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An Open Letter to White Jews in Beachwood

Image+by+Cameron+Godfrey.
Image by Cameron Godfrey.

Image by Cameron Godfrey.

Image by Cameron Godfrey.

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On holidays and days of remembrance, as well as in our daily thoughts and prayers, we recognize the biblical and historic plights of the Jewish people.

We recall slavery in Egypt on Passover; we honor victims of the Holocaust on Yom HaShoah; we fast in Atonement and in solidarity with the Jewish People on Yom Kippur.

We have suffered in unimaginable ways, and we still face anti-Semitism throughout the world.

However, while we continue to face oppression, white Jews come from a point of privilege in our community. We are privileged to wear our youth group letters with pride, to learn Hebrew in a public school setting, and to wear Kippot if our custom calls for it.

We are privileged to be a part of the majority, to have a voice in our district, and to exercise our First Amendment rights without fear. We are privileged, also, to have the opportunity, in case of immediate danger, to hide behind the color of our skin.

If we refuse to acknowledge these privileges, and choose to maintain the toxic narrative that we are always the oppressed and never the oppressors, the atrocities our ancestors faced may be faced by others, such as our brothers and sisters in the black community.

If we do not use the privilege our whiteness provides to defend the rights of the oppressed in our country, our calls for social justice and peace on Earth are meaningless.”

If we do not use the privilege our whiteness provides to defend the rights of the oppressed in our country, our calls for social justice and peace on Earth are meaningless.

Just as we demand respect and equal treatment for ourselves, we must demand respect and equal treatment for all oppressed people, especially the African American community, which has stood with us in the past.

The close ties between Jews and African Americans date back to the 1930s when their flights crossed as black people escaped the racist South and Jews escaped Nazi Europe.

A symbiotic relationship was established in the late 1940s when civil rights organizations fought to improve conditions for minorities in America. Black and Jewish organizations worked together to abolish discriminatory housing policies, to combat discrimination in higher education and in the workplace and to win the Brown v. Board of Education case.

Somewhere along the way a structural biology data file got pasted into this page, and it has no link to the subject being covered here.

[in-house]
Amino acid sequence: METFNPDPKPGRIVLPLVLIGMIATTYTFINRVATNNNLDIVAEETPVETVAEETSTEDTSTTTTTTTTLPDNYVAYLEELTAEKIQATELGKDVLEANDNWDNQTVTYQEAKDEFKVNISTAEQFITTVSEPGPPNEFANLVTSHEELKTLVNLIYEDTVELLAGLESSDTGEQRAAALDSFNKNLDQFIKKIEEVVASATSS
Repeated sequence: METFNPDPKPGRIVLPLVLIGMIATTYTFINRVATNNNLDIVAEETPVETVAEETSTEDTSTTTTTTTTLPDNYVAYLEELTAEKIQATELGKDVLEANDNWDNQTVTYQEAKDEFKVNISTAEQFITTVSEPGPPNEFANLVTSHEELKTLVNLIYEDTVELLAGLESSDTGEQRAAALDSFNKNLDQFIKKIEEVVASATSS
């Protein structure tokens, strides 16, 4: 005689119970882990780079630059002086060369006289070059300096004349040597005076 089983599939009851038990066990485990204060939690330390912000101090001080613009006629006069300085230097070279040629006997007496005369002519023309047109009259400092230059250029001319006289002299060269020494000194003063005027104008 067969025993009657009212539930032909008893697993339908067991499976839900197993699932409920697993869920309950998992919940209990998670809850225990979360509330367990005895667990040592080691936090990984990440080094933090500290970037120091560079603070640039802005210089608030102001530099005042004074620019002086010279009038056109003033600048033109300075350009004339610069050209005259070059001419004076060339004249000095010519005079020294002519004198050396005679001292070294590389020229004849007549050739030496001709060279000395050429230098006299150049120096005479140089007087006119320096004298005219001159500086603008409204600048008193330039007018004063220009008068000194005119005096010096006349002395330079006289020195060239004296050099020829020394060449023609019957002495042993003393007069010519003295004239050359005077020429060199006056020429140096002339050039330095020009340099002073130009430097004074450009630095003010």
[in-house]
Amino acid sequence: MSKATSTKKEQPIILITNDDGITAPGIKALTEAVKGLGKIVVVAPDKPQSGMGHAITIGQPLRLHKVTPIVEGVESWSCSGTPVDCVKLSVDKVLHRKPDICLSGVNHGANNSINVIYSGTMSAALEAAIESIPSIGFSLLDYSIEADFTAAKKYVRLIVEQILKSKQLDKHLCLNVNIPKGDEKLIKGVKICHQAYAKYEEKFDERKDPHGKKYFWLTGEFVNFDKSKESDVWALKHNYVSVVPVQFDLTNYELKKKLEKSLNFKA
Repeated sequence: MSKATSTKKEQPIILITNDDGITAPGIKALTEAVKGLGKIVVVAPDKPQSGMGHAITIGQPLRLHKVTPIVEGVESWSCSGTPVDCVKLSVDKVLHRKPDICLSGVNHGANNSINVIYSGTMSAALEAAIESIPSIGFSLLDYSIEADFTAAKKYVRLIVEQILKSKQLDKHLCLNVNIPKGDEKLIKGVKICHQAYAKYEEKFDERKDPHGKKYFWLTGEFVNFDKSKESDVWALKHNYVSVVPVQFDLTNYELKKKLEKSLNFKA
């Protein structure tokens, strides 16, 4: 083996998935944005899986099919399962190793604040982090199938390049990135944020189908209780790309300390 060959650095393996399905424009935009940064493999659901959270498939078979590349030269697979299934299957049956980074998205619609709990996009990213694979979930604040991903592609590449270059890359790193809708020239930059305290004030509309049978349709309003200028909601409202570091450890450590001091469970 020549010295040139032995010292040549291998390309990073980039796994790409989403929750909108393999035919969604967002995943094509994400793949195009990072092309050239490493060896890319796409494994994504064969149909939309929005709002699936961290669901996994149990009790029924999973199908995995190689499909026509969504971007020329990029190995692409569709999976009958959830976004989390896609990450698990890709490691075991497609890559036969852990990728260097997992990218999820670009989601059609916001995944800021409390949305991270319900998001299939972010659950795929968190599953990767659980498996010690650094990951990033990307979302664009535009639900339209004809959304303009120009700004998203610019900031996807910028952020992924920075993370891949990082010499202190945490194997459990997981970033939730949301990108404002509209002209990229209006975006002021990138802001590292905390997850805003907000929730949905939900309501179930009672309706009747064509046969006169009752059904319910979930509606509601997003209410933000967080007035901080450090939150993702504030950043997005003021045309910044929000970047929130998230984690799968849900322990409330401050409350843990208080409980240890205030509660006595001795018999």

As the Civil Rights movement exploded in the 1960s, Jews and African Americans stood in defense of one another. Abraham Joshua Heschel, who marched with Martin Luther King, Jr., and Rabbi Joachim Prinz, who addressed the 1963 March on Washington, recognized that the fates of racial and religious minorities were mutually dependent.

Another inspiring example of a Jew who stood with African Americans during the civil rights movement was closer to home. Arthur J. Lelyveld, Rabbi at Fairmount Temple from 1958 to 1986 and President of the American Jewish Congress from 1966-72, spent much of his career working to strengthen the relationship between the Jewish and African American communities.

“The Reform Jewish movement has always put a strong emphasis on social activism,” Lelyveld said. “The whole thrust of our tradition is a concern for social welfare.”

Just as Jews like Heschel, Prinz and Lelyveld stood with the Black community in the past, we as Beachwood citizens must stand with our neighbors now. In this country plagued with racial and religious turbulence, we must work with them, not against them.

If we refuse to acknowledge these privileges and choose to maintain the toxic narrative that we are always the oppressed and never the oppressors, the atrocities our ancestors faced may be faced by others, such as our brothers and sisters in the black community.”

The English language limits me to a certain extent, because it requires that I refer to Jews as ‘Us’ and African Americans as ‘Them,’ when such separation is uncalled for. Though our cultural and spiritual distinctions enrich and empower us as individual communities, in all actuality, there is no Us, and there is no Them.

If we can find it in ourselves to abandon the confines of our ‘we’ versus ‘they’ mentality, we will finally realize that we are connected on a fundamental level, and that to ignore the plights of Black people in America is to betray our own ancestors.

We must put behind us our personal biases and reach out to all people, including all people of color, immigrants, Muslims, LGBT+ individuals, the disabled and all oppressed parties in America. Inclusion is a key value of the Jewish faith and of the Beachwood community.

While we keep our history of discrimination in mind, we must also remember that the struggle for equality is not just about us. It is our privilege in Beachwood to be the majority. Here, we are no longer the victims. We must utilize this position of power to support the oppressed in America. We must use our voices to lift up the silenced minority. We must use our ears to listen to their stories, their ideas, their struggles, and their successes. Together we have stood throughout history, and together we must stand to make history.

All my love,
Another White Jew In Beachwood

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2 Comments

2 Responses to “An Open Letter to White Jews in Beachwood”

  1. Jill on February 11th, 2017 11:08 am

    Well said Cameron. Proud of you. ❤

    [Reply]

  2. Mrs. Leffel on April 9th, 2017 8:20 am

    Wow! Very powerful and well stated. Thank you Cameron for sharing this with me.

    [Reply]

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An Open Letter to White Jews in Beachwood